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Content archived on 2024-04-15

Generation of Interactive Programming Environments

Objective

The main objective of GIPE was to investigate the possibilities of automatically generating interactive programming environments from language specifications.
Such an interactive environment was to be generated from a complete syntactic and semantic characterisation of the language to be used, formally expressed in a Language Definition Formalism (LDF). An inference rule-based approach and an algebraic approachwere considered as the starting point for the design of the LDF.
A prototype system was designed and implemented, consisting basically of an LDF compiler, a file system and a user interface.
The main objective of the project was to investigate the possibilities of automatically generating interactive programming environments from language specifications. Such an interactive environment was to be generated from a complete syntactic and semantic characterization of the language to be used, formally expressed in a language definition formalism (LDF). An inference rule based approach and an algebraic approach were considered as the starting point for the design of the LDF. A prototype system was designed and implemented, consisting of an LDF compiler, a file system and a user interface. A language for specifying static constraints declaratively, TYPOL, was defined, and the formalism compiled into Prolog for execution. Another important set of results concerns investigations into obtaining a method of enhancing first order algebraic data type specifications to support concrete syntax descriptions, using a sub-typing mechanism. Central to the system is the virtual tree processor (VTP), which was specified and implemented. Portability of developments is assured by a software development environment common to all partners, connecting Unix, LE-Lisp, C-Prolog, the VTP, and a virtual window manager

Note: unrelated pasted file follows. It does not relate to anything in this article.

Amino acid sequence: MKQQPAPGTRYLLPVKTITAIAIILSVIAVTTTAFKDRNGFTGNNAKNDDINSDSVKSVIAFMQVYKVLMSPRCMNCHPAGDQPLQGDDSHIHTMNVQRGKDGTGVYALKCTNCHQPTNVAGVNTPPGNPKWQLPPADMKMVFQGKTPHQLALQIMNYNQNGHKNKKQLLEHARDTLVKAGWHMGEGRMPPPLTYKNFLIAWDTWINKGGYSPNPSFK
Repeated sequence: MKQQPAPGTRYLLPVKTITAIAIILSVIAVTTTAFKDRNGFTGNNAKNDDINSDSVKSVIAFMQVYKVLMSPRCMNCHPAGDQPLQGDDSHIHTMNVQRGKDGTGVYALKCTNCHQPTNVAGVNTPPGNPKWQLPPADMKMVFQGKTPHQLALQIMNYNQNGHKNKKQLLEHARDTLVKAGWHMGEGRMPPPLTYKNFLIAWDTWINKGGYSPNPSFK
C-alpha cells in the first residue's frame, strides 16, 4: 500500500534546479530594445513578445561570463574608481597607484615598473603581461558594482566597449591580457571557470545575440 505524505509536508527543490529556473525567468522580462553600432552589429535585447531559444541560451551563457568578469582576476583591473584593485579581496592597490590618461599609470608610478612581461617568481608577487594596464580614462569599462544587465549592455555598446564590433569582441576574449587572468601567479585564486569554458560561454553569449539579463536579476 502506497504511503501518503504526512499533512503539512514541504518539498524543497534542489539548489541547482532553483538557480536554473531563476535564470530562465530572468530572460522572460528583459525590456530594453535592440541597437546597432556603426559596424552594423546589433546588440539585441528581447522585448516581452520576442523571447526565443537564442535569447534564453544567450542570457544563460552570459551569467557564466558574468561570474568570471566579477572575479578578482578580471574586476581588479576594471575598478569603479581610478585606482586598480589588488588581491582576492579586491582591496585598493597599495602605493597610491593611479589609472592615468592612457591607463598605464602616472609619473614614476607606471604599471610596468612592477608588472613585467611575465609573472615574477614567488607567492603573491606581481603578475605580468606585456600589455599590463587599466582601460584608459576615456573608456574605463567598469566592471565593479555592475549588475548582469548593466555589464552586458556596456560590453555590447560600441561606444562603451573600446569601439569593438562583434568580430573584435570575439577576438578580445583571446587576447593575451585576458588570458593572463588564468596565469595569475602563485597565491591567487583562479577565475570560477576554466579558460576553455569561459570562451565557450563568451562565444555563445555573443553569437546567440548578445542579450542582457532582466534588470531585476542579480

Significant progress was achieved by the GIPE project in several areas. A language for specifying static constraints declaratively, TYPOL, was defined, and the formalism compiled into Prolog for execution.
Another important set of results concerns investigations into obtaining a method of enhancing first-order algebraic data type specifications to support concrete syntax descriptions, using a sub-typing mechanism. Central to the system is the Virtual Tree Processor (VTP), which was specified and implemented.
A first version of the GIPE (Centaur) system presenting major improvements with regard to the MENTOR system (developed at INRIA) has been demonstrated to more than 50 research organisations. One direction of work, to be pursued in another project, is now the improvement of the person-machine interface. Portability of those developments is assured by a software development environment common to all partners, connecting Unix, LE-Lisp, C-Prolog, the VTP, and a virtual window manager.
Exploitation
The first version of CENTAUR has been distributed to academic and research laboratories, and 25 systems have already been installed.
The GIPE project resulted in a prototype system which will now be industrialised. The results should advance the state of practice of the software industry. The industrial applicability will also be demonstrated through well-targeted experiments. It is also intended to use some of GIPE's results in the definition of a software factory (EUREKA project ESF).

Topic(s)

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Call for proposal

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Funding Scheme

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Coordinator

SEMA Metra Group SA
EU contribution
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Address
16 rue Barbes
92126 Montrouge
France

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Total cost
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Participants (3)